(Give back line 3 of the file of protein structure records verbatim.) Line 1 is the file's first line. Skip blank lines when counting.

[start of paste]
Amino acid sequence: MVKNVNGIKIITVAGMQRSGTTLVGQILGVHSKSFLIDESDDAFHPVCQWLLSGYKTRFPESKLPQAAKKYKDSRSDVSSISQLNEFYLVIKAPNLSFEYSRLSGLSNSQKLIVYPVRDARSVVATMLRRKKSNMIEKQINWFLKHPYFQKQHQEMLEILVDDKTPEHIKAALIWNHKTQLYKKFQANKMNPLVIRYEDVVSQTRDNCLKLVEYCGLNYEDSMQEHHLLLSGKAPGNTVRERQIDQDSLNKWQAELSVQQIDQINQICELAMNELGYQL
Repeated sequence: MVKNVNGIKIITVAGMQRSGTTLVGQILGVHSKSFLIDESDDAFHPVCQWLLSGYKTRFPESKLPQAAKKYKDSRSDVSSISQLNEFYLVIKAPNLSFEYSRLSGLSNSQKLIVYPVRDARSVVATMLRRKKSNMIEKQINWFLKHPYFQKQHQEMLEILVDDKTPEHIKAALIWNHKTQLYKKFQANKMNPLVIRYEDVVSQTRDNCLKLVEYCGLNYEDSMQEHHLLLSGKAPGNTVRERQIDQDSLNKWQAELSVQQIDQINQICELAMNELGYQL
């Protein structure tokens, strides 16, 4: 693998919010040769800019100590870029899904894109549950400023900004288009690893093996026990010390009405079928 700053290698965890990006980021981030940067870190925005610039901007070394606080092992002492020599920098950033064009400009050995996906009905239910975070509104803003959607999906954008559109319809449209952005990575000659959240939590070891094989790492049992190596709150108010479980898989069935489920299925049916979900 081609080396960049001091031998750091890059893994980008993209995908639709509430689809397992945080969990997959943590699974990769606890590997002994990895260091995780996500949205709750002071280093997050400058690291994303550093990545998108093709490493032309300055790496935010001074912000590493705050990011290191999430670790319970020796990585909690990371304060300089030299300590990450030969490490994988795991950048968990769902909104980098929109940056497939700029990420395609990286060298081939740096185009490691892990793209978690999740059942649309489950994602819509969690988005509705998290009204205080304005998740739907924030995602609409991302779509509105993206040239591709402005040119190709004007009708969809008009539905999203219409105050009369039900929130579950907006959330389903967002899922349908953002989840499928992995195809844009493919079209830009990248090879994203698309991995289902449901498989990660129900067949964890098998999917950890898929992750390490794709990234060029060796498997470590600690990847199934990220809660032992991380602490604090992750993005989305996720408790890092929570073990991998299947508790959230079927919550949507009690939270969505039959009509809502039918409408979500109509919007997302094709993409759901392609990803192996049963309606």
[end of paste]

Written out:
């Protein structure tokens, strides 16, 4: 693998919010040769800019100590870029899904894109549950400023900004288009690893093996026990010390009405079928 700053290698965890990006980021981030940067870190925005610039901007070394606080092992002492020599920098950033064009400009050995996906009905239910975070509104803003959607999906954008559109319809449209952005990575000659959240939590070891094989790492049992190596709150108010479980898989069935489920299925049916979900 081609080396960049001091031998750091890059893994980008993209995908639709509430689809397992945080969990997959943590699974990769606890590997002994990895260091995780996500949205709750002071280093997050400058690291994303550093990545998108093709490493032309300055790496935010001074912000590493705050990011290191999430670790319970020796990585909690990371304060300089030299300590990450030969490490994988795991950048968990769902909104980098929109940056497939700029990420395609990286060298081939740096185009490691892990793209978690999740059942649309489950994602819509969690988005509705998290009204205080304005998740739907924030995602609409991302779509509105993206040239591709402005040119190709004007009708969809008009539905999203219409105050009369039900929130579950907006959330389903967002899922349908953002989840499928992995195809844009493919079209830009990248090879994203698309991995289902449901498989990660129900067949964890098998999917950890898929992750390490794709990234060029060796498997470590600690990847199934990220809660032992991380602490604090992750993005989305996720408790890092929570073990991998299947508790959230079927919550949507009690939270969505039959009509809502039918409408979500109509919007997302094709993409759901392609990803192996049963309606």